Music is such an integral part of our lives that it is difficult to imagine a world without it. Music seems to be one of the defining features of our species. Musical education is conducted mostly in the schools, where a certain training of children to enjoy music made by singing together, as well as a modest degree of musical instruction, is an important factor in the development of the musical culture of any society.
The increased number of skilled singers led to the introduction of choirs in churches, which in turn led to the introduction of instrumental accompaniment on pitch pipes, bass viols, and small orchestras with wind and string instruments by the 1790s.
The most accomplished musicians of the day were some of the wealthy Southerners—Thomas Jefferson, for example, collected musical instruments such as the pianoforte and performed in amateur concerts at the governor’s mansion at Williamsburg—or the planter families who came to Charleston to escape the summer heat and take part in public times,” when concerts and plays were sponsored by the St. Cecilia society.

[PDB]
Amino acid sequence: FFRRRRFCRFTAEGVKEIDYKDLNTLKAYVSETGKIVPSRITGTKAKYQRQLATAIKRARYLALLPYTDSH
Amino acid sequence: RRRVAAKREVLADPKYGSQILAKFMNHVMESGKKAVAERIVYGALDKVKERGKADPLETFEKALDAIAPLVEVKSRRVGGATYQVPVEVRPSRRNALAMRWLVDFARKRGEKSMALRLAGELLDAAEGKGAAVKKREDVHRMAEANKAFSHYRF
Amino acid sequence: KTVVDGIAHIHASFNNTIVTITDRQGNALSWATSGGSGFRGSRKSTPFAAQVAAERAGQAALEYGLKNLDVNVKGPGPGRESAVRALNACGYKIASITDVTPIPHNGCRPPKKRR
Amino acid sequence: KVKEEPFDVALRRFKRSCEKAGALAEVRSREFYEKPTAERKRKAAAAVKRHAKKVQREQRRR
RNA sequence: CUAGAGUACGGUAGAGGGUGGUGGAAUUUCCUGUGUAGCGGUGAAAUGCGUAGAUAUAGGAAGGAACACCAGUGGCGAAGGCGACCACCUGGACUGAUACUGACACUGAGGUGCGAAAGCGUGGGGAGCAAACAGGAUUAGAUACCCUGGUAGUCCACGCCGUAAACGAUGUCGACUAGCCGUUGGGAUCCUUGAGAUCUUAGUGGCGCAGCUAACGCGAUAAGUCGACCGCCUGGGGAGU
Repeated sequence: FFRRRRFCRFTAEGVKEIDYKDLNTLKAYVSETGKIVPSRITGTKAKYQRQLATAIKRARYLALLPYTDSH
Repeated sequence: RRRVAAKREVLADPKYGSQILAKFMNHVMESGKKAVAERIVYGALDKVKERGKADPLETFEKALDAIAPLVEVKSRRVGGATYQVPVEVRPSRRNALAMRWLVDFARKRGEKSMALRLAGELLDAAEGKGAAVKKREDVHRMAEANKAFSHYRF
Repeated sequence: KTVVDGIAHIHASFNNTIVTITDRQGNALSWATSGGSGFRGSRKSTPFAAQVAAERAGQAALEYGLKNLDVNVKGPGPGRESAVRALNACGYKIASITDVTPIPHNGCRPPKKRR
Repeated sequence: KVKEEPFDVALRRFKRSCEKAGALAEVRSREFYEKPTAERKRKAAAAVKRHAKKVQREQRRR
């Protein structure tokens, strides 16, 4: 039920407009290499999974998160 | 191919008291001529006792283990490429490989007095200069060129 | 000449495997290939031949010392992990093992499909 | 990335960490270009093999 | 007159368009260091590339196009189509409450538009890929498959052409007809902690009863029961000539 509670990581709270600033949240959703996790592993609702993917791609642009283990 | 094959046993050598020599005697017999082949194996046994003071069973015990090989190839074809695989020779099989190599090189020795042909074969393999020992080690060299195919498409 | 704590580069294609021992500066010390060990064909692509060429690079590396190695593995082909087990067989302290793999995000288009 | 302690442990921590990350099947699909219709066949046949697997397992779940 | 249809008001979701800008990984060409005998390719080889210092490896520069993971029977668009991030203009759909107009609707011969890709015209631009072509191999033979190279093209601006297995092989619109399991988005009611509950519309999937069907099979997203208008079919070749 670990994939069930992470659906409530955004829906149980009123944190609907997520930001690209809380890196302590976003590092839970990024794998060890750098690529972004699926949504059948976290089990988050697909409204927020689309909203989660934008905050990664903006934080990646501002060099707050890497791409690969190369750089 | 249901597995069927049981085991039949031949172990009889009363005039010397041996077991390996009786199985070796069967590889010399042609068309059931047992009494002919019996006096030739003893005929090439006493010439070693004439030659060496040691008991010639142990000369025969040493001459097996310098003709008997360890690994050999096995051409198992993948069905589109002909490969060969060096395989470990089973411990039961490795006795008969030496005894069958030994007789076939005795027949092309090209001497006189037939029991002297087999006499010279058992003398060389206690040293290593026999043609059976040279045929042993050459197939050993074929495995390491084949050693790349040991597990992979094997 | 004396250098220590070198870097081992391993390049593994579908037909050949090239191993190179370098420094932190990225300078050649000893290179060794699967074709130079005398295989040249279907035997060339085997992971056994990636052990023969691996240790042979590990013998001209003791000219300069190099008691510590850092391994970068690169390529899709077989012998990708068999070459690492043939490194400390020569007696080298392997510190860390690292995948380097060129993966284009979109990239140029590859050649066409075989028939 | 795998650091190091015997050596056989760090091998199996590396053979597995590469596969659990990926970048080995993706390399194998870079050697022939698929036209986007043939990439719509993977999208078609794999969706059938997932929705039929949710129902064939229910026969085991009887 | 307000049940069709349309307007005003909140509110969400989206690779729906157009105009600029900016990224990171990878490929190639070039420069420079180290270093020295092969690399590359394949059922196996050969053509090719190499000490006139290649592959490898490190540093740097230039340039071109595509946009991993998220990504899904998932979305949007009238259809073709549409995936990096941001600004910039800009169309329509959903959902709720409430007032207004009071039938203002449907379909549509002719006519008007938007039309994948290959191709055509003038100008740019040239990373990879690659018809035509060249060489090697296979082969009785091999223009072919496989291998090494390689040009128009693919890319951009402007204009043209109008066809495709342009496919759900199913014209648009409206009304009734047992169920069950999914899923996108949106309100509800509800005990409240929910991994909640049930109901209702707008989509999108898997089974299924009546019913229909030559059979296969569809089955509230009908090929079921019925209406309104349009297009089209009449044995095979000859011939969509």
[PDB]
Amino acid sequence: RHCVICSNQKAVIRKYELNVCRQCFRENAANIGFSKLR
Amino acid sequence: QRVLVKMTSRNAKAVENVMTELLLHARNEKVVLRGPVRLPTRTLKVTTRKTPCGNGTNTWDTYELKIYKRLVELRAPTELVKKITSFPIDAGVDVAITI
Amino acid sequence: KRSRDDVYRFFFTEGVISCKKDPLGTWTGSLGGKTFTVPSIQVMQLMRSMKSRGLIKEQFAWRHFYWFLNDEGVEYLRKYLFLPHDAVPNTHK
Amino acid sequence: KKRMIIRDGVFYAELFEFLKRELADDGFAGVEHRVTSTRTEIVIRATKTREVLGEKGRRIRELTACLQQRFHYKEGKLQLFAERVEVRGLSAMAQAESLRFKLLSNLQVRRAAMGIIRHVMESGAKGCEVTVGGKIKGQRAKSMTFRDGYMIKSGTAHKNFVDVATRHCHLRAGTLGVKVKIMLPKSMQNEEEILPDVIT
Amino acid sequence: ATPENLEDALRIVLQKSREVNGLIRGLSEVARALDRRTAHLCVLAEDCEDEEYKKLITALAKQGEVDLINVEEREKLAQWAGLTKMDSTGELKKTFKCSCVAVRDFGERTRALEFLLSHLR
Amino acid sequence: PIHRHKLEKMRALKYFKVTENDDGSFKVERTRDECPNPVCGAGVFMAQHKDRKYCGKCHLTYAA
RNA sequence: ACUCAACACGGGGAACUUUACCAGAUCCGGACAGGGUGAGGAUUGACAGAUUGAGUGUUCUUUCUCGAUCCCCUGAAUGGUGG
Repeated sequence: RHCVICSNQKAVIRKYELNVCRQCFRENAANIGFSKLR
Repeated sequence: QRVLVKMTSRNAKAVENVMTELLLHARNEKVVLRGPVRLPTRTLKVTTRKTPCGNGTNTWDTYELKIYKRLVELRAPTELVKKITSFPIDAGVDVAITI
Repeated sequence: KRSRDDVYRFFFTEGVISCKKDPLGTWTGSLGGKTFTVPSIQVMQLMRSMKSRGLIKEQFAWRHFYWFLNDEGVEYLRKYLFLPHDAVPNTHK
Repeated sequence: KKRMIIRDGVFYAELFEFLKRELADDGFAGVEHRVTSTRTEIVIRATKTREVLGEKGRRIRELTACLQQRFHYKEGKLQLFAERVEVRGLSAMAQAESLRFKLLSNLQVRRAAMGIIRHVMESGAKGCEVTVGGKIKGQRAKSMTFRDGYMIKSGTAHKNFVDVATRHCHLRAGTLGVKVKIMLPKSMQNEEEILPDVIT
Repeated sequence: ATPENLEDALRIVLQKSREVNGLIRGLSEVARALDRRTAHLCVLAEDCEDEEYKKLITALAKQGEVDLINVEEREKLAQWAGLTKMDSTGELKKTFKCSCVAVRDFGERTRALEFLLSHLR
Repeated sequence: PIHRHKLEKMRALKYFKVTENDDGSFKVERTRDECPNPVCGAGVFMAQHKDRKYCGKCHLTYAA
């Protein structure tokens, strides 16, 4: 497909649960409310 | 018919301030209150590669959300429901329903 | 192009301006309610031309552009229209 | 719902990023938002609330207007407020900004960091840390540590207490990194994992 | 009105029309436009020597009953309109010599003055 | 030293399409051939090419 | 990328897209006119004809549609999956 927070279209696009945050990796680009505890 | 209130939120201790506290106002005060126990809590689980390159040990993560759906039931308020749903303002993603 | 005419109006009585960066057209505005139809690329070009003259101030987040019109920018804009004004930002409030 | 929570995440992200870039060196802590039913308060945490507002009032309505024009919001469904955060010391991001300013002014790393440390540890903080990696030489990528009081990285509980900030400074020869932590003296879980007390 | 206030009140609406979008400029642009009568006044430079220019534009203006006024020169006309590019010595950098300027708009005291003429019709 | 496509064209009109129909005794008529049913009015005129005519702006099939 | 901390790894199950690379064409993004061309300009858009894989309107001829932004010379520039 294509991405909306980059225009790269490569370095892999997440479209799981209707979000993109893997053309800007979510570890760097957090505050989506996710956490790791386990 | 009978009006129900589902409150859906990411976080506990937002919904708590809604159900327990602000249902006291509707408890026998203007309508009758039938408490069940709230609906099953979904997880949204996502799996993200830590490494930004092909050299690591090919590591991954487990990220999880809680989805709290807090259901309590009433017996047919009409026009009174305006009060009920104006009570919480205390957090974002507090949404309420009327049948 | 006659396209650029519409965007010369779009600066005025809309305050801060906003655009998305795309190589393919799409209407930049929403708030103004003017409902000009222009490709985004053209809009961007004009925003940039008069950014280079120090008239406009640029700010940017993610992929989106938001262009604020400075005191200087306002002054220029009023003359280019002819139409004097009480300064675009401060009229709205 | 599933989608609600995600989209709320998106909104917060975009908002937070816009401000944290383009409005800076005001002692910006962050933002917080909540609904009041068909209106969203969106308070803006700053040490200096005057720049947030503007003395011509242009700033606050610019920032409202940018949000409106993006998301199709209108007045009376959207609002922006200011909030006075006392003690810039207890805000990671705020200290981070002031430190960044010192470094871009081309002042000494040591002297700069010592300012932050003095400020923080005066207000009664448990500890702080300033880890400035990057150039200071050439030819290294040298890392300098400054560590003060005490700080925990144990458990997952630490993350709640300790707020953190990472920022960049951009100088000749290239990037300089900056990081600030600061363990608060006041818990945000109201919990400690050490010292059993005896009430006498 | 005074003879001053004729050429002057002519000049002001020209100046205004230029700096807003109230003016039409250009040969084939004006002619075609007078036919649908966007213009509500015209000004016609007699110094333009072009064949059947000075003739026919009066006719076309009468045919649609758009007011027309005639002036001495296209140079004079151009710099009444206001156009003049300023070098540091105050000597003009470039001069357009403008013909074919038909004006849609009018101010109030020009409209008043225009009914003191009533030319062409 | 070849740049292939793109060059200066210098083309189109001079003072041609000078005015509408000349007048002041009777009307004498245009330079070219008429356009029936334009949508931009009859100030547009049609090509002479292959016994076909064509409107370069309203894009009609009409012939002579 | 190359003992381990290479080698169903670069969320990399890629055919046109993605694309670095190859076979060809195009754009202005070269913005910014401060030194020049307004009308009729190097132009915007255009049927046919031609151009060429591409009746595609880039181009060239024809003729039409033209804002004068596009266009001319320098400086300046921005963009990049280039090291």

Referentialists, too, find expressive content in music, though this emotional content may be extramusical (even if not explicit) in origin, according to the American theorists John Hospers in Meaning and Truth in the Arts (1946) and Donald Ferguson in Music as Metaphor (1960).
The United States in the mid nineteenth century was home to two separate and distinct traditions in music, which historian H. Wiley Hitchcock has labeled cultivated” and vernacular.” The cultivated tradition had its origins in European, especially German, classical music.